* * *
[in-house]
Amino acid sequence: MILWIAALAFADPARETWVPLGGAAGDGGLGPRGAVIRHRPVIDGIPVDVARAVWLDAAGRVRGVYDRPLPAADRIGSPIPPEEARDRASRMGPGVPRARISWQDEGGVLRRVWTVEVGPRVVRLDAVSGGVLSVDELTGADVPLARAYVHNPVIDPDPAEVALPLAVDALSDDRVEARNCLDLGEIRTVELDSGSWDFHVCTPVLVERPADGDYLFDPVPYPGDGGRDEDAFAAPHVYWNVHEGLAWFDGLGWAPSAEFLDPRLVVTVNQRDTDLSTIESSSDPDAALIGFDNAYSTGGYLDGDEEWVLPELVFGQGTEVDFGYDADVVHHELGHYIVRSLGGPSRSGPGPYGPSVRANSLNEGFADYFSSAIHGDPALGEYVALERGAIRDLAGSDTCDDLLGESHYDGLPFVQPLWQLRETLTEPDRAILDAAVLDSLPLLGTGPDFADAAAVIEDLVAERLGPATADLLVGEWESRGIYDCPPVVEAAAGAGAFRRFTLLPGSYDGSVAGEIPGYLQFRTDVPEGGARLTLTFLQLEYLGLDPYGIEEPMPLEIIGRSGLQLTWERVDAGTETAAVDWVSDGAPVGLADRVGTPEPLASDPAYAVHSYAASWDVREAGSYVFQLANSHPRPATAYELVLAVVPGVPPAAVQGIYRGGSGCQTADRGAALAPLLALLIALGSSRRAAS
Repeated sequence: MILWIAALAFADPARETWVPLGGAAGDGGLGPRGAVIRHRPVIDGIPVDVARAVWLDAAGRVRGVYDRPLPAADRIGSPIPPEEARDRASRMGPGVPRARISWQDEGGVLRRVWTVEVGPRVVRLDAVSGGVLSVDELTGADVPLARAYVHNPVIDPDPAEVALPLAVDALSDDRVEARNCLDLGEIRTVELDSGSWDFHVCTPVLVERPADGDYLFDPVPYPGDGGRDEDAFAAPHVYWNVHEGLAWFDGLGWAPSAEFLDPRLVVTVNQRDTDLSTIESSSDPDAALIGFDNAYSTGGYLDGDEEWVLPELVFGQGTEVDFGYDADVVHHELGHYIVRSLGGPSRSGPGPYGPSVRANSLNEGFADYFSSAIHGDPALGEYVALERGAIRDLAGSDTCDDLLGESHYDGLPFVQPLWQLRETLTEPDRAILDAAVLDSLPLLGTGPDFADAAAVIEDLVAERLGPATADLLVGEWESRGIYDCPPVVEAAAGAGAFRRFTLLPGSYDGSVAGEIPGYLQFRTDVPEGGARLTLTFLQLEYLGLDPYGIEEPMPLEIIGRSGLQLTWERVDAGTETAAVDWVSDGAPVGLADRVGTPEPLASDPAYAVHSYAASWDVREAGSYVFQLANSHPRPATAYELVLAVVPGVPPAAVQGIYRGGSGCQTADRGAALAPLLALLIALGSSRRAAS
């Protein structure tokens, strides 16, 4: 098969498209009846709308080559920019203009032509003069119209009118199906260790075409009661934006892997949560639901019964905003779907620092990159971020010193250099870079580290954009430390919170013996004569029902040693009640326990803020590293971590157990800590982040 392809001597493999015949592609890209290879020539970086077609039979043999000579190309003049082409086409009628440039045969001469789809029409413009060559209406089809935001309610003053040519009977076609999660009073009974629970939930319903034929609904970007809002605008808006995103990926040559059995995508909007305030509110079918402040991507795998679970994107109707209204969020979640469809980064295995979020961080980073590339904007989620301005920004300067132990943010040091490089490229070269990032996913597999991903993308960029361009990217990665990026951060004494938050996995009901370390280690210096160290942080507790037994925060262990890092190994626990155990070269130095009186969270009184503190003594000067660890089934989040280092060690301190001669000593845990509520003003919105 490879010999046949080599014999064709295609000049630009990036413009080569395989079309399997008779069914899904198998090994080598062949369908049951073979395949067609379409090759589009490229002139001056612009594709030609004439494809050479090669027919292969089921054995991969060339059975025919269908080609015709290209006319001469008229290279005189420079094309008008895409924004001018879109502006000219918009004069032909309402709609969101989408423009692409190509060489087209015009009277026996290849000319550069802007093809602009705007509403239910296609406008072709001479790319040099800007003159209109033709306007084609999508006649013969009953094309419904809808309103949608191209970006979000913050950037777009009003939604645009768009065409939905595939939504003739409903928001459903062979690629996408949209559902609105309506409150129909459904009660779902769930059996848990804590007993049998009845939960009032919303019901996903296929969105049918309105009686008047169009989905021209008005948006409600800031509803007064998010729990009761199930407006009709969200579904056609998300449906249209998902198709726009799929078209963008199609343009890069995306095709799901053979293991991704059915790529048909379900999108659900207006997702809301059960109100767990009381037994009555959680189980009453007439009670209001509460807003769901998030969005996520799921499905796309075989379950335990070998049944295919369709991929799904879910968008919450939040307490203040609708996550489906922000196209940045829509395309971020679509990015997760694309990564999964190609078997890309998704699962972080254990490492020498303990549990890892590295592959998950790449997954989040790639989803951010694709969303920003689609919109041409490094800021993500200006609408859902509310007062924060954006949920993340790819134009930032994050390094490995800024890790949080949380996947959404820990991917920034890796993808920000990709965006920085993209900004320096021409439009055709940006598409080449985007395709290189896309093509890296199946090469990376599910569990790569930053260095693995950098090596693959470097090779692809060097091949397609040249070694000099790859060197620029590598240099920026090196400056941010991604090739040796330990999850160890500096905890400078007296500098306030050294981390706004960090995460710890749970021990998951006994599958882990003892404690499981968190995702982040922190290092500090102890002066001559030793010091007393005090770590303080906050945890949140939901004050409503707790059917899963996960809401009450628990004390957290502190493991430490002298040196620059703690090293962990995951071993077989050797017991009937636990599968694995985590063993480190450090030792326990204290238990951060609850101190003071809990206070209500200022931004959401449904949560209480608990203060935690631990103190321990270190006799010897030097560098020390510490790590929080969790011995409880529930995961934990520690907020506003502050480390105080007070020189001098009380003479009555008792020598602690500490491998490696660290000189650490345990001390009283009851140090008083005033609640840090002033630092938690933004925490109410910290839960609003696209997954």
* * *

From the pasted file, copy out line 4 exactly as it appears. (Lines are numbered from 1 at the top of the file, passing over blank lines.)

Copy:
């Protein structure tokens, strides 16, 4: 098969498209009846709308080559920019203009032509003069119209009118199906260790075409009661934006892997949560639901019964905003779907620092990159971020010193250099870079580290954009430390919170013996004569029902040693009640326990803020590293971590157990800590982040 392809001597493999015949592609890209290879020539970086077609039979043999000579190309003049082409086409009628440039045969001469789809029409413009060559209406089809935001309610003053040519009977076609999660009073009974629970939930319903034929609904970007809002605008808006995103990926040559059995995508909007305030509110079918402040991507795998679970994107109707209204969020979640469809980064295995979020961080980073590339904007989620301005920004300067132990943010040091490089490229070269990032996913597999991903993308960029361009990217990665990026951060004494938050996995009901370390280690210096160290942080507790037994925060262990890092190994626990155990070269130095009186969270009184503190003594000067660890089934989040280092060690301190001669000593845990509520003003919105 490879010999046949080599014999064709295609000049630009990036413009080569395989079309399997008779069914899904198998090994080598062949369908049951073979395949067609379409090759589009490229002139001056612009594709030609004439494809050479090669027919292969089921054995991969060339059975025919269908080609015709290209006319001469008229290279005189420079094309008008895409924004001018879109502006000219918009004069032909309402709609969101989408423009692409190509060489087209015009009277026996290849000319550069802007093809602009705007509403239910296609406008072709001479790319040099800007003159209109033709306007084609999508006649013969009953094309419904809808309103949608191209970006979000913050950037777009009003939604645009768009065409939905595939939504003739409903928001459903062979690629996408949209559902609105309506409150129909459904009660779902769930059996848990804590007993049998009845939960009032919303019901996903296929969105049918309105009686008047169009989905021209008005948006409600800031509803007064998010729990009761199930407006009709969200579904056609998300449906249209998902198709726009799929078209963008199609343009890069995306095709799901053979293991991704059915790529048909379900999108659900207006997702809301059960109100767990009381037994009555959680189980009453007439009670209001509460807003769901998030969005996520799921499905796309075989379950335990070998049944295919369709991929799904879910968008919450939040307490203040609708996550489906922000196209940045829509395309971020679509990015997760694309990564999964190609078997890309998704699962972080254990490492020498303990549990890892590295592959998950790449997954989040790639989803951010694709969303920003689609919109041409490094800021993500200006609408859902509310007062924060954006949920993340790819134009930032994050390094490995800024890790949080949380996947959404820990991917920034890796993808920000990709965006920085993209900004320096021409439009055709940006598409080449985007395709290189896309093509890296199946090469990376599910569990790569930053260095693995950098090596693959470097090779692809060097091949397609040249070694000099790859060197620029590598240099920026090196400056941010991604090739040796330990999850160890500096905890400078007296500098306030050294981390706004960090995460710890749970021990998951006994599958882990003892404690499981968190995702982040922190290092500090102890002066001559030793010091007393005090770590303080906050945890949140939901004050409503707790059917899963996960809401009450628990004390957290502190493991430490002298040196620059703690090293962990995951071993077989050797017991009937636990599968694995985590063993480190450090030792326990204290238990951060609850101190003071809990206070209500200022931004959401449904949560209480608990203060935690631990103190321990270190006799010897030097560098020390510490790590929080969790011995409880529930995961934990520690907020506003502050480390105080007070020189001098009380003479009555008792020598602690500490491998490696660290000189650490345990001390009283009851140090008083005033609640840090002033630092938690933004925490109410910290839960609003696209997954």